Grow sugar in the greenhouse
A comparatively small plant with tiny white flowers can easily replace the entire household’s usage of sugar. The plant can be used in your coffee, tea, pastries, cooking and as a substitute for sweeteners, or if you would like to slim down, avoid cavities or suffers from diabetes.
The Americans and Japanese have used the plant for many years, the Japanese for 30 years. In 2012 EU citizens were finally allowed growing the plant. You should grow it in the greenhouse and bring it inside when the temperature drops to 10 degrees.
The plant is called Stevia Rebaudiana. A single leaf sweetens 300 times more than sugar. Powdered you should just dip a toothpick in the powder to have sugar equivalent to 3 sugar cubes. Pouring boiling water on the leaves releases the sweeteners.
Even though relatively few know about the plant, the effect is not newly discovered. The plant has actually been known since the sixteenth century when the native Indians used it for medicine. In early 1900 a study of the plant’s effect was made. Since it has been the subject of numerous research findings, which partially concludes that the plant, besides its medical effect, does not pose any adverse reactions and thereby is completely harmless for the health, and partially concludes the opposite, that it could pose a risk for cancer if eaten in excess. Exactly these conflicting research findings are believed to be the reason for the delay of approval. Others believe it’s due to commercial interests. If the production of Stevia booms, it could pose a great threat to the sugar industry. It could affect the production of sugar beet and the chemical sweeteners used as sweeteners.
Stevia in cola
In the USA, Coca Cola uses a sweetener called Rebiana, extracted from the Stevia plant, as a substitute to Aspartame, which is suspected to be carcinogenic. In Denmark, a clinical trial was made on patients with type 2 diabetes. Preliminary, the trial shows that the sweetener from Stevia has an extremely positive effect on people with diabetes. It lowers the blood sugar, impedes the diabetes provoking hormone glucagon and reduces the blood pressure as well as the cholesterol. The studies show that the basic structure of the extracted derivatives stimulates the cells in the pancreas, which excretes insulin, that then helps sugar from the bloodstream to the muscles. If the sugar doesn’t reach the muscles, the substance in the blood rises and harms the organism.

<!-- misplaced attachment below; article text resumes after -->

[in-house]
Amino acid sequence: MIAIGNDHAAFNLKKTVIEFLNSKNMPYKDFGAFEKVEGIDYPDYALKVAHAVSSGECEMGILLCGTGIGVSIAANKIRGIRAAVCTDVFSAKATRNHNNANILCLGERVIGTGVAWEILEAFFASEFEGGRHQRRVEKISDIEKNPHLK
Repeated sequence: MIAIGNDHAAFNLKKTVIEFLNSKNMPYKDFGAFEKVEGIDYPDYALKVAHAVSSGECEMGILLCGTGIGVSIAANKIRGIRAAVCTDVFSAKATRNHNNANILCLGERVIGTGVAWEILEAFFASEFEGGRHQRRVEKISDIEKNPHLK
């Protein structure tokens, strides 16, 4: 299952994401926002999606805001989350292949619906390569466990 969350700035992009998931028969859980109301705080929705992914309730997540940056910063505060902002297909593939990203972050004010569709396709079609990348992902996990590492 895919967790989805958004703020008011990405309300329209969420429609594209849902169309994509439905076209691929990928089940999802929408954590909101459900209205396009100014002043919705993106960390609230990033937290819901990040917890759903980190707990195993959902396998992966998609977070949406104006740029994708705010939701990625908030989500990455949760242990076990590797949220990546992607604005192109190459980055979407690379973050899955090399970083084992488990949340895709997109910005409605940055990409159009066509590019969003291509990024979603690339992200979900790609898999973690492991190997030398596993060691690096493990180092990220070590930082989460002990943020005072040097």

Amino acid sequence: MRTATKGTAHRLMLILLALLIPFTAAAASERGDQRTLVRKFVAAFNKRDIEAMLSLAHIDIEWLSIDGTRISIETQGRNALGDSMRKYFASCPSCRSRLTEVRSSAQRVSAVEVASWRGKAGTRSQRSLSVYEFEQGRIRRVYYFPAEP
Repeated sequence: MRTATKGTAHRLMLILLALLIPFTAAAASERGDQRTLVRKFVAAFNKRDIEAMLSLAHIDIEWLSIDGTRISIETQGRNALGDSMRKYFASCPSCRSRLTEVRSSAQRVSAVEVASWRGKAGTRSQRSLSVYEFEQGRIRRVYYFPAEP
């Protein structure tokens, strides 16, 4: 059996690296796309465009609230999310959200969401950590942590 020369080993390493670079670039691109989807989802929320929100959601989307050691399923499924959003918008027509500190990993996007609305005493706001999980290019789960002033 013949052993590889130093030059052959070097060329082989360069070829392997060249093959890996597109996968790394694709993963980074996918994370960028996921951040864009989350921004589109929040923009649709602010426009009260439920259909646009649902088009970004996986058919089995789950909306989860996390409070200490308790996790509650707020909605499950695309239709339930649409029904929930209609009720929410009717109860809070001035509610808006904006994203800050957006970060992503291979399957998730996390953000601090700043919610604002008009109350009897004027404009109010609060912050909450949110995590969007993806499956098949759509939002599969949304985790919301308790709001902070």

In other words, Stevia can affect the chemical sweetener industry negatively, but be healthy for people who want to avoid sugar, either because they have diabetes or because they want to be healthier.
Facts about Stevia
Stevia Rebaudiana does not thrive in the English winter, but it will thrive in a greenhouse. The plant is part of the Asters family, which originates from the northern areas of South America. There are about 200 different species, but Stevia Rebaudiana is the only one with a powerful sweetening effect.
Studies have shown that Stevia can lower the blood sugar of people with diabetes by 20 percent. Moreover, it can, when used in medicine, reduce high blood pressure by 12 percent and finally, it has a beneficial effect on the cholesterol.
You can buy the Stevia plant as seeds in several online shops. The plant can be bought in nurseries and in the German supermarket chain Lidl.
In nature, the plant turns into a 3ft bush, which requires sun, humus or potting soil and no less than 10 degrees in the winter.
You can extract the sugar taste by treating the plant like you treat herbs. That is, dry and grind them or pour boiling water over them and let it sit for 15 minutes. Afterwards, it can be bottled and kept in the refrigerator for a week. Be careful eating the leaves, it is so sweet most will feel nausea.
Om Lars Lund
Danish horticulturist and journalist
Lars Lund has for many years engaged in the garden and greenhouse. Lars has published many books about greenhouses, and he has participated in many Danish horticultural TV shows. He is a walking garden encyclopaedia, and he has answers for most basic cultivation questions – also the more ambitious ones.
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